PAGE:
Let me start with Facebook as an example of a technology that people now consider optional. I know plenty of people who still don’t use it. Some never have, and a few eccentrics I know had Facebook accounts but gave them up. Will they always have that choice, or will Facebook, like various other technologies, someday become essentially a requirement for functioning in the world?
After attending and presenting a paper at a three-day conference this week at Baylor University called “Technology and Human Flourishing,” I’ve been pondering the ways in which technology runs my life. Even though the conference included many amazing examples of new things technology can do, the speakers expressed at least as much anxiety about technology as celebration of it. I want to devote a few posts to technology’s influence, both good and bad.
The first area I want to consider is how much Choice I have—or don’t have—about which technologies control me. I like to think I’m a careful consumer of technology and that I choose which gadgets and services will dominate my time, energy and attention. I like to think I am not a slave to it, but is freedom from slavery to technology realistic anymore?
When Technology Was Still Optional
In one sense, I have chosen each technological device and service I use, and I could get rid of them any time I like. Unlike people of a younger generation, I still remember living in a world before such advances as email, voice mail, cell phones, texting, the Internet, Facebook, ipods, VCR’s and similar inventions. I remember when computers were not considered a necessary tool in either the workplace or the home.
I also remember making the conscious choice to bring some of these technologies into my life. My standard response to new technology has been to resist it at first, insisting that I don’t need it and never will, and then to reluctantly embrace it. After that, I don’t see how I ever lived without it.
When I was first hired to teach at Azusa Pacific University in 1991, for instance, email existed but was not commonly used. The university did not have an email system of its own, so if you wanted it, you had to make your own arrangements. They didn’t even provide faculty members with computers. You had to make your own arrangements for those too. I resisted email for a couple years, telling people that I didn’t see why I needed it and didn’t think I ever would. If I wanted to write to someone, I reasoned, I could simply write them a note. Now, a little over 20 years later, much of my day is taken up with sending and receiving emails. My office phone rarely rings. My physical mailbox rarely has anything in it. Most communication for my life as a professor, a writer, and many other roles happens by email.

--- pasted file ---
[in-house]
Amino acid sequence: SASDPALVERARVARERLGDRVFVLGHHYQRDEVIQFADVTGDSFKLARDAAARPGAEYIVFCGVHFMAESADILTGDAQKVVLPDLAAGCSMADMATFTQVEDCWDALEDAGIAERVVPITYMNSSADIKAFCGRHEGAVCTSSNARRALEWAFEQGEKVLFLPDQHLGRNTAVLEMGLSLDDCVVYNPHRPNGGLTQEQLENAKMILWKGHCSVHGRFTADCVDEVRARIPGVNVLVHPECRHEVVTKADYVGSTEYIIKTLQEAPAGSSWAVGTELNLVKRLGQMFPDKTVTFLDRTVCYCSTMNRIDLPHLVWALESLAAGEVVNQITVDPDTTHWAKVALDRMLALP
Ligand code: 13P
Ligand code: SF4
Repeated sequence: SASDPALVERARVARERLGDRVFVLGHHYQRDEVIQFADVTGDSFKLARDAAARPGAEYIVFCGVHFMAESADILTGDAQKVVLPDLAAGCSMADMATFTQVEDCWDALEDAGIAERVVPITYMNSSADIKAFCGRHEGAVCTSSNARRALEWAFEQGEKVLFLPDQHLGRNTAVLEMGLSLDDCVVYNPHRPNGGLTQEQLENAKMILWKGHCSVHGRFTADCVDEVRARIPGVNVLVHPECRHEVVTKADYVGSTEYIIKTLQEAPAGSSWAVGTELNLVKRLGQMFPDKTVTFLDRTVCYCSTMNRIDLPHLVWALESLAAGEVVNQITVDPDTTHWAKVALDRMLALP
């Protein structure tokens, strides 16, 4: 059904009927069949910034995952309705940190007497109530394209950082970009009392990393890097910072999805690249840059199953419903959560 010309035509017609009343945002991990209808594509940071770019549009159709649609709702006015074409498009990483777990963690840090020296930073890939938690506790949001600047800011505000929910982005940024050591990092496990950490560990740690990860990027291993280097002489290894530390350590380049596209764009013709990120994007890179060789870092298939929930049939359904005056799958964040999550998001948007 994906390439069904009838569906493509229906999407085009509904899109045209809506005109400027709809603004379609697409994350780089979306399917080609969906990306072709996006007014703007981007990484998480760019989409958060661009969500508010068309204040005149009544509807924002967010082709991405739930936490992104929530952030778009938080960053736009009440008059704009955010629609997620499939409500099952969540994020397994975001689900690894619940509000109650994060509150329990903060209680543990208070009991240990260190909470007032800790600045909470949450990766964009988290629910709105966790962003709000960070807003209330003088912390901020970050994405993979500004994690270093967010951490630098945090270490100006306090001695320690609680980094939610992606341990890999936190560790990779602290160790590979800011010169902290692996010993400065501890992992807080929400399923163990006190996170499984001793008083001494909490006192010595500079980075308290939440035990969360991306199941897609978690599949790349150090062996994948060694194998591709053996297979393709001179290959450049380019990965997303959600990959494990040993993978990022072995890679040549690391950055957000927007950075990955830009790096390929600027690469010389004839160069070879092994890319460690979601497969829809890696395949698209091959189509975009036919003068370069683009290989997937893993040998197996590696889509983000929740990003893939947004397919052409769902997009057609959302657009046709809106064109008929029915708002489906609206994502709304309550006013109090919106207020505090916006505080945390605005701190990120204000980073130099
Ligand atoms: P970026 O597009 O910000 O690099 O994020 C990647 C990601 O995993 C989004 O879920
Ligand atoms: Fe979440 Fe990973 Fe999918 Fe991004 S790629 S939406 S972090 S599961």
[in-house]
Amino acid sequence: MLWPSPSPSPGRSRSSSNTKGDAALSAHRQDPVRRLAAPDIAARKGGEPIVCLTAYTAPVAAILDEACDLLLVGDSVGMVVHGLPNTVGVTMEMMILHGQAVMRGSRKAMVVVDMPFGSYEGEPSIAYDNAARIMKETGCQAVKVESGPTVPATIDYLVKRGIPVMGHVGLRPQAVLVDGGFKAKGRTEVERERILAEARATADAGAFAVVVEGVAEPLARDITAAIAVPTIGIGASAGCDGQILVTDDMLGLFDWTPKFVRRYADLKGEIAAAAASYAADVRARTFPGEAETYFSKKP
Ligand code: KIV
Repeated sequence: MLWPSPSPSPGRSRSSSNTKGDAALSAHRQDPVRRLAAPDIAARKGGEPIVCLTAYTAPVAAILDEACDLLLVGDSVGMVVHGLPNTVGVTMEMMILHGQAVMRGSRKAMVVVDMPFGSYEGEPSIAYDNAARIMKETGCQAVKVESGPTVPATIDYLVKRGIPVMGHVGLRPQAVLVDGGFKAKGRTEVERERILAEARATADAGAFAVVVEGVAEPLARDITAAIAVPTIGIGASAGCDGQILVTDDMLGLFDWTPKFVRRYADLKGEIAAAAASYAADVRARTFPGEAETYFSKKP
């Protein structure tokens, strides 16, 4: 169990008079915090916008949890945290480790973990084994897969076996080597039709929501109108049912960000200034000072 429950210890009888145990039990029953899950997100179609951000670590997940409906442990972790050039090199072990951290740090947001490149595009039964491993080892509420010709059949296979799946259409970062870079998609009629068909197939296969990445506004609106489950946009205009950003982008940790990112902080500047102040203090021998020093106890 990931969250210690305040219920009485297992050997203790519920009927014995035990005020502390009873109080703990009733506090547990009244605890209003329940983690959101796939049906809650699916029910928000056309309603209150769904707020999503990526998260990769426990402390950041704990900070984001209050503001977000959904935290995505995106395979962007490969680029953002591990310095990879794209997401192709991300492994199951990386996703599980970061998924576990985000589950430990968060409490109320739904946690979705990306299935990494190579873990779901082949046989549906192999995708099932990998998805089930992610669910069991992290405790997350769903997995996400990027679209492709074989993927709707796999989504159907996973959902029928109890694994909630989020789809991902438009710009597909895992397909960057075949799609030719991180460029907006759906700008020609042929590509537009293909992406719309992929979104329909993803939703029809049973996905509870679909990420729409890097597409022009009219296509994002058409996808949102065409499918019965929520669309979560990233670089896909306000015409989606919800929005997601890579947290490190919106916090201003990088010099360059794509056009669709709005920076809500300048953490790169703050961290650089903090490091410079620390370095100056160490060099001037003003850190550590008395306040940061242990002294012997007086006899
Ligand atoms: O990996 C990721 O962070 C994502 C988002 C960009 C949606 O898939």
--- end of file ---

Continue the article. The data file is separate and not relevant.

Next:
What If I Opt Out?
Do I still have the choice to either use email or not use it? If I gave it up, the consequences would be severe. I probably would lose my job because so much crucial information comes only in that form. I would also lose contact with my publisher, with organizations I am part of, and with many other people who are important to me. Essentially, I no longer have a choice about email. It is a necessity.
What about online activity in general? What if I decided I didn’t want to spend so much of my day looking at a computer screen and chose to not do anything online? Once again, the consequences of such a choice would be dire. Some of my online activities are still a choice—online banking, Facebook, news and entertainment sites. But other activities, including crucial ones for keeping my job, are required. I turn in grades online, submit evaluation documents online, order textbooks online, do academic advising online, and many other things. As a writer, much of my life also happens at a screen. So while I technically could choose to stay offline (just as I technically could choose never to wear clothes or never pay taxes or never live indoors), the costs would be enormous. I essentially am enslaved to these technologies that used to be optional.
Some might say, so what? These technologies are good things. Who cares if you’re enslaved to something as long as it’s good? I will reflect on that question in another post. In the meantime, I invite you to offer your own perspectives.